I conclude that the historical part of a resurrection narrative is a) the conviction of the real presence of Jesus and b) the call to give witness of his aliveness. This experience is then used to assert another fact which is not historical, namely that God has raised the crucified Jesus from the dead to be part of the identity of God. Such a fact cannot be given a place and a time and is therefore presented as an eschatological fact belonging to the action of God in bringing creation to its ultimate perfection. The resurrection witnesses experienced this as a creative act of God; while I think of it also as a creative act of the believers, similar to the act of creating the God of Genesis chapter 1. In response to experience, human beings, including Christians, invent their Gods. The resurrection of Jesus is the creative invention of the God who is ultimately known as the Holy Trinity. That is not to question its truth.

Narratives of the ascension, such as provided by Matthew and Luke are unsuccessful attempts to turn eschatological fact into historical fact. They point to the truth but they do not embody it. Sitting at the right hand of the pantocrator, the all-powerful, is the position of an emperor’s son and heir, but this clause has not taken seriously God’s identity as the father of JESUS, which reveals him as all- related (all-loving) and all- persuasive.

This composite clause in the creed points to the success of Jesus’ mission and the explosion of creative thought and action by the first believers.,who however attribute it to the work of the creative spirit of God.

This is a mistranslation of the Latin, infernos, and the Greek katotatos, meaning the depths (of the earth). There is certainly no reference to a place of posthumous punishment. From the 3rd century interpreters invented the mighty drama of the Harrowing of Hell in which Jesus liberates the saints of the pre-Christian era from the power of Satan. That is a fine piece of theology, but it may have nothing to do with the Creed as such. Of course if one translates accurately one is left with the question, what was he doing in the depths of the earth? It must mean something more than just being dead.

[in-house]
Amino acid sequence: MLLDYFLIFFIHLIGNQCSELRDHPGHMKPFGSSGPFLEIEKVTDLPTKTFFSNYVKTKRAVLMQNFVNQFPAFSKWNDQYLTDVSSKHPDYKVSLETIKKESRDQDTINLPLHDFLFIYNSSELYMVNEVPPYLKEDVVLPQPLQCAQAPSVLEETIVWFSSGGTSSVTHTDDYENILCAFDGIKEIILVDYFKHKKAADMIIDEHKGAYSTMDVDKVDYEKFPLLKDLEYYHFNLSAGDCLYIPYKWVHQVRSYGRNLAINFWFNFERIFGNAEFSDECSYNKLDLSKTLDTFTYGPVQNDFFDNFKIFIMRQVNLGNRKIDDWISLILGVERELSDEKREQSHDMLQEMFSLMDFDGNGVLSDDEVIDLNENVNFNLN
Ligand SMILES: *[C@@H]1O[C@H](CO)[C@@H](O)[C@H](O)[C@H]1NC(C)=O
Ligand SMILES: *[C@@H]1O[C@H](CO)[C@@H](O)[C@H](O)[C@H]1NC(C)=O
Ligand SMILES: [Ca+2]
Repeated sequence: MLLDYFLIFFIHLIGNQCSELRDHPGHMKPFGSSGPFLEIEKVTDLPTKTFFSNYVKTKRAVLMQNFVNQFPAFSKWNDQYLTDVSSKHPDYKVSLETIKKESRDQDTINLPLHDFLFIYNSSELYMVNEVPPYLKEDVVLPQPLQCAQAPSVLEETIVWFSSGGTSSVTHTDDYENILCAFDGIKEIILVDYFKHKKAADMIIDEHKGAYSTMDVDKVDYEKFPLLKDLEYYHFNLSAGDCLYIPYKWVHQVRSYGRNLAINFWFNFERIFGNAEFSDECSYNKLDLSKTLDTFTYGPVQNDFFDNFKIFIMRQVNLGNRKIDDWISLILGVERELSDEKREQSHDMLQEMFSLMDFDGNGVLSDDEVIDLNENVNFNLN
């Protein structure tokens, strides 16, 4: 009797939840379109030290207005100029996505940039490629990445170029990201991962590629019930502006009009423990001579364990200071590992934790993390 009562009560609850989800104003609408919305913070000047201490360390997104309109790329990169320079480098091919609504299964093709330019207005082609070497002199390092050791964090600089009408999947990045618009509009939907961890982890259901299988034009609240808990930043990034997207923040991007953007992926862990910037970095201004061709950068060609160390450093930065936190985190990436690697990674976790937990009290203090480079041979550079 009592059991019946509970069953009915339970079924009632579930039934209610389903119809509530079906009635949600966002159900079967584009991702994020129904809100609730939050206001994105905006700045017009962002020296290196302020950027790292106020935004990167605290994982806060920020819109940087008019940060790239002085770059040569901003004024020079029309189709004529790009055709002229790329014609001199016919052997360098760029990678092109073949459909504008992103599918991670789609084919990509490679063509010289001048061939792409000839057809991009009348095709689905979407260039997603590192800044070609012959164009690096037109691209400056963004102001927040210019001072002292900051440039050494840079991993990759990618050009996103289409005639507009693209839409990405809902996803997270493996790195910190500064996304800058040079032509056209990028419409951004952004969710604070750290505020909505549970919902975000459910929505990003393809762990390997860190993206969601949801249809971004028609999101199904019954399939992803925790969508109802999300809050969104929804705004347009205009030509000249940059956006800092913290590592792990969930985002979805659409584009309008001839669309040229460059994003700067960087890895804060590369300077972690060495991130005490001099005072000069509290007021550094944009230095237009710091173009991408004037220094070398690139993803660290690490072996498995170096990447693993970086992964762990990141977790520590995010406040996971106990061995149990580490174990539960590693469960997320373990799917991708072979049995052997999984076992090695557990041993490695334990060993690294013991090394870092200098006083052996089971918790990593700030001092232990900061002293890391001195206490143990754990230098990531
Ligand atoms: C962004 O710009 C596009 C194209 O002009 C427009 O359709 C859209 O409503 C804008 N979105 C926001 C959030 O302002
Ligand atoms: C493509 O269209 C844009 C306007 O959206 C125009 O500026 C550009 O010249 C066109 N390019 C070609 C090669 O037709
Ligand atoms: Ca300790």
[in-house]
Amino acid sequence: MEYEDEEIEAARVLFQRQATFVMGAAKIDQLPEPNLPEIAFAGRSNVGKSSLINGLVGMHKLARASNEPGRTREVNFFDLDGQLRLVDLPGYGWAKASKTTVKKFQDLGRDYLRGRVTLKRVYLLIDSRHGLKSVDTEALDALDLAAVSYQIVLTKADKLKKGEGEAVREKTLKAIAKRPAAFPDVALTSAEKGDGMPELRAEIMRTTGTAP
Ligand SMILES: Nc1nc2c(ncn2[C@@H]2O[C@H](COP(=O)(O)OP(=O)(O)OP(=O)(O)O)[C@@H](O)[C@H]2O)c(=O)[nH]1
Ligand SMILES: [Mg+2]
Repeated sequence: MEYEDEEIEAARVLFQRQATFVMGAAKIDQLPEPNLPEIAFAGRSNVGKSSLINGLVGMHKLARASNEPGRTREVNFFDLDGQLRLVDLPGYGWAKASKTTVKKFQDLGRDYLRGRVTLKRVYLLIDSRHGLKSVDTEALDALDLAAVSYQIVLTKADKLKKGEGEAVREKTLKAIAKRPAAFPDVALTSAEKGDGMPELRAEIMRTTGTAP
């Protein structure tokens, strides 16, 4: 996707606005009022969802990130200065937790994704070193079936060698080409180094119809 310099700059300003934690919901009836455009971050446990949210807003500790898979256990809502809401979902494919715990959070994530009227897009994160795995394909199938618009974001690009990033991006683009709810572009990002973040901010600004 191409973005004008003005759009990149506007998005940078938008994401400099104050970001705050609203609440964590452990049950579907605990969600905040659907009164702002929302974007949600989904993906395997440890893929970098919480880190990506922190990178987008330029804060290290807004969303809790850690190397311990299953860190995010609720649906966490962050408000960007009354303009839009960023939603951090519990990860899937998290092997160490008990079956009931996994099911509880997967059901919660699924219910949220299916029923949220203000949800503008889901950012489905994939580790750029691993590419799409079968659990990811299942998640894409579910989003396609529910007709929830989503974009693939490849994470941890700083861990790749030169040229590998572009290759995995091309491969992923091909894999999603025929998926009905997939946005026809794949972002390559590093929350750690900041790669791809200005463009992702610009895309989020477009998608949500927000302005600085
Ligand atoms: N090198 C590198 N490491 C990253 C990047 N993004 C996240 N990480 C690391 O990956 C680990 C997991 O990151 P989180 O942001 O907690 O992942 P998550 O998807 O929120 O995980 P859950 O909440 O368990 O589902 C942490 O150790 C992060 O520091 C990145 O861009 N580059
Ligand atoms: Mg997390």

Can it refer to Hades, the classical place of the dead, described by Homer as “the after-images of used-up men”? The Hebrew word Sheol also refers to a realm of shades. This would envisage Jesus sharing the uselessness of the dead, their lack of agency.

1st Letter of Peter 3 mentions “Christ announcing the gospel to the spirits in prison.” Nobody knows for certain what this means, but it may have contributed to the development of notions of his ministry after death. In any case more general statements by Paul make it clear that no dimension of the cosmos, and therefore no person, is left untouched by the death and resurrection of Jesus.

Me? I like the notion of the “harrowing of hell” which is truly evangelical, meaning that even in hell the good news is announced by Jesus, and that souls can respond. This is probably not very orthodox, as hell is excluded from Hope, but I like to think that may be a mistake.